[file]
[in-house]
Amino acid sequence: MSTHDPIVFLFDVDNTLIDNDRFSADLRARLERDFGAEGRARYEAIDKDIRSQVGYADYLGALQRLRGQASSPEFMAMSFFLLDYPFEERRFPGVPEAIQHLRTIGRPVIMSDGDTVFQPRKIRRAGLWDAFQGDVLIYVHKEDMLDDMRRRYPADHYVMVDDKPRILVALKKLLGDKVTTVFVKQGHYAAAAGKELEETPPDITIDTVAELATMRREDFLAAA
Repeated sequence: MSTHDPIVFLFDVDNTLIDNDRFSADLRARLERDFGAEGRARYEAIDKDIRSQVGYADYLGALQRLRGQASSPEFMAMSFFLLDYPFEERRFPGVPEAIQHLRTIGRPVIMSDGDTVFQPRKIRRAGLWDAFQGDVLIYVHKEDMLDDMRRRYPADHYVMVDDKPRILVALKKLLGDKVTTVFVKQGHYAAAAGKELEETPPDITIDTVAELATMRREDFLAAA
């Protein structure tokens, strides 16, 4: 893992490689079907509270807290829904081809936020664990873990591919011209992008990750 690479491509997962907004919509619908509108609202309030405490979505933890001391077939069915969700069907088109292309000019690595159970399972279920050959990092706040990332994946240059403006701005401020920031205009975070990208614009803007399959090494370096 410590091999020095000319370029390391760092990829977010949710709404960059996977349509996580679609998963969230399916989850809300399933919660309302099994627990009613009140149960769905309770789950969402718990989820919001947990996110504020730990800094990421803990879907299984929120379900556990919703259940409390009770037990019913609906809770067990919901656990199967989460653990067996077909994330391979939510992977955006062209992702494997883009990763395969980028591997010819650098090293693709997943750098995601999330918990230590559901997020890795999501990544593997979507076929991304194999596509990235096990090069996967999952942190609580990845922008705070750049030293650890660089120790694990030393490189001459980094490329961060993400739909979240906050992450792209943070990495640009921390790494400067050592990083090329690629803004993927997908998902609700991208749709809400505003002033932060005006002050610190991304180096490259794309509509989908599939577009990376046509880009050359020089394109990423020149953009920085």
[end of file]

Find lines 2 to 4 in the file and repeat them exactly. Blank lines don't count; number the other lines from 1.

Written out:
Amino acid sequence: MSTHDPIVFLFDVDNTLIDNDRFSADLRARLERDFGAEGRARYEAIDKDIRSQVGYADYLGALQRLRGQASSPEFMAMSFFLLDYPFEERRFPGVPEAIQHLRTIGRPVIMSDGDTVFQPRKIRRAGLWDAFQGDVLIYVHKEDMLDDMRRRYPADHYVMVDDKPRILVALKKLLGDKVTTVFVKQGHYAAAAGKELEETPPDITIDTVAELATMRREDFLAAA
Repeated sequence: MSTHDPIVFLFDVDNTLIDNDRFSADLRARLERDFGAEGRARYEAIDKDIRSQVGYADYLGALQRLRGQASSPEFMAMSFFLLDYPFEERRFPGVPEAIQHLRTIGRPVIMSDGDTVFQPRKIRRAGLWDAFQGDVLIYVHKEDMLDDMRRRYPADHYVMVDDKPRILVALKKLLGDKVTTVFVKQGHYAAAAGKELEETPPDITIDTVAELATMRREDFLAAA
């Protein structure tokens, strides 16, 4: 893992490689079907509270807290829904081809936020664990873990591919011209992008990750 690479491509997962907004919509619908509108609202309030405490979505933890001391077939069915969700069907088109292309000019690595159970399972279920050959990092706040990332994946240059403006701005401020920031205009975070990208614009803007399959090494370096 410590091999020095000319370029390391760092990829977010949710709404960059996977349509996580679609998963969230399916989850809300399933919660309302099994627990009613009140149960769905309770789950969402718990989820919001947990996110504020730990800094990421803990879907299984929120379900556990919703259940409390009770037990019913609906809770067990919901656990199967989460653990067996077909994330391979939510992977955006062209992702494997883009990763395969980028591997010819650098090293693709997943750098995601999330918990230590559901997020890795999501990544593997979507076929991304194999596509990235096990090069996967999952942190609580990845922008705070750049030293650890660089120790694990030393490189001459980094490329961060993400739909979240906050992450792209943070990495640009921390790494400067050592990083090329690629803004993927997908998902609700991208749709809400505003002033932060005006002050610190991304180096490259794309509509989908599939577009990376046509880009050359020089394109990423020149953009920085």